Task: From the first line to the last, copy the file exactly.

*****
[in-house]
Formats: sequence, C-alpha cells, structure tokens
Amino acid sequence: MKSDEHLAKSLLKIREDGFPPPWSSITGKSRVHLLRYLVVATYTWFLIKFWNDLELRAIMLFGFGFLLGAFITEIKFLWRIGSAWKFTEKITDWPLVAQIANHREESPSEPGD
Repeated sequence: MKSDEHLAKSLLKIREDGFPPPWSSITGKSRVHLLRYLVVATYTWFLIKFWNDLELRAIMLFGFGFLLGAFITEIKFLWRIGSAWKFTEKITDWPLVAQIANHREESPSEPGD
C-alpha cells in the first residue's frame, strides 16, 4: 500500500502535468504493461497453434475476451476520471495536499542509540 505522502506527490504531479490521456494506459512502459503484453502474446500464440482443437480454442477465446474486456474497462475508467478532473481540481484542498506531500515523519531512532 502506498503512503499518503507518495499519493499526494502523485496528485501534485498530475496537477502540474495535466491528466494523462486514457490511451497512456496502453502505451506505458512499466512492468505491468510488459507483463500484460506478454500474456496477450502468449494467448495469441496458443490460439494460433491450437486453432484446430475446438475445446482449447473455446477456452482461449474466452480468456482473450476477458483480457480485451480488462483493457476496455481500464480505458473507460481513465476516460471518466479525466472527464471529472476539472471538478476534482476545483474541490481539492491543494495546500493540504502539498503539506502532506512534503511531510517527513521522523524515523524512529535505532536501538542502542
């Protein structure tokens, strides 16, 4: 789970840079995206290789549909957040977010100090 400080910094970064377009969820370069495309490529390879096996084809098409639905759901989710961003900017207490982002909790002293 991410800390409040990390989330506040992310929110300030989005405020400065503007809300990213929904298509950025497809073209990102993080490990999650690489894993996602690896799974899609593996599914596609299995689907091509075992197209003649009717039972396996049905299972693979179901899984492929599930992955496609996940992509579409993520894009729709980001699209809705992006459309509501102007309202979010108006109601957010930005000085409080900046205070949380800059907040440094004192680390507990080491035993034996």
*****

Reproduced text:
[in-house]
Formats: sequence, C-alpha cells, structure tokens
Amino acid sequence: MKSDEHLAKSLLKIREDGFPPPWSSITGKSRVHLLRYLVVATYTWFLIKFWNDLELRAIMLFGFGFLLGAFITEIKFLWRIGSAWKFTEKITDWPLVAQIANHREESPSEPGD
Repeated sequence: MKSDEHLAKSLLKIREDGFPPPWSSITGKSRVHLLRYLVVATYTWFLIKFWNDLELRAIMLFGFGFLLGAFITEIKFLWRIGSAWKFTEKITDWPLVAQIANHREESPSEPGD
C-alpha cells in the first residue's frame, strides 16, 4: 500500500502535468504493461497453434475476451476520471495536499542509540 505522502506527490504531479490521456494506459512502459503484453502474446500464440482443437480454442477465446474486456474497462475508467478532473481540481484542498506531500515523519531512532 502506498503512503499518503507518495499519493499526494502523485496528485501534485498530475496537477502540474495535466491528466494523462486514457490511451497512456496502453502505451506505458512499466512492468505491468510488459507483463500484460506478454500474456496477450502468449494467448495469441496458443490460439494460433491450437486453432484446430475446438475445446482449447473455446477456452482461449474466452480468456482473450476477458483480457480485451480488462483493457476496455481500464480505458473507460481513465476516460471518466479525466472527464471529472476539472471538478476534482476545483474541490481539492491543494495546500493540504502539498503539506502532506512534503511531510517527513521522523524515523524512529535505532536501538542502542
């Protein structure tokens, strides 16, 4: 789970840079995206290789549909957040977010100090 400080910094970064377009969820370069495309490529390879096996084809098409639905759901989710961003900017207490982002909790002293 991410800390409040990390989330506040992310929110300030989005405020400065503007809300990213929904298509950025497809073209990102993080490990999650690489894993996602690896799974899609593996599914596609299995689907091509075992197209003649009717039972396996049905299972693979179901899984492929599930992955496609996940992509579409993520894009729709980001699209809705992006459309509501102007309202979010108006109601957010930005000085409080900046205070949380800059907040440094004192680390507990080491035993034996």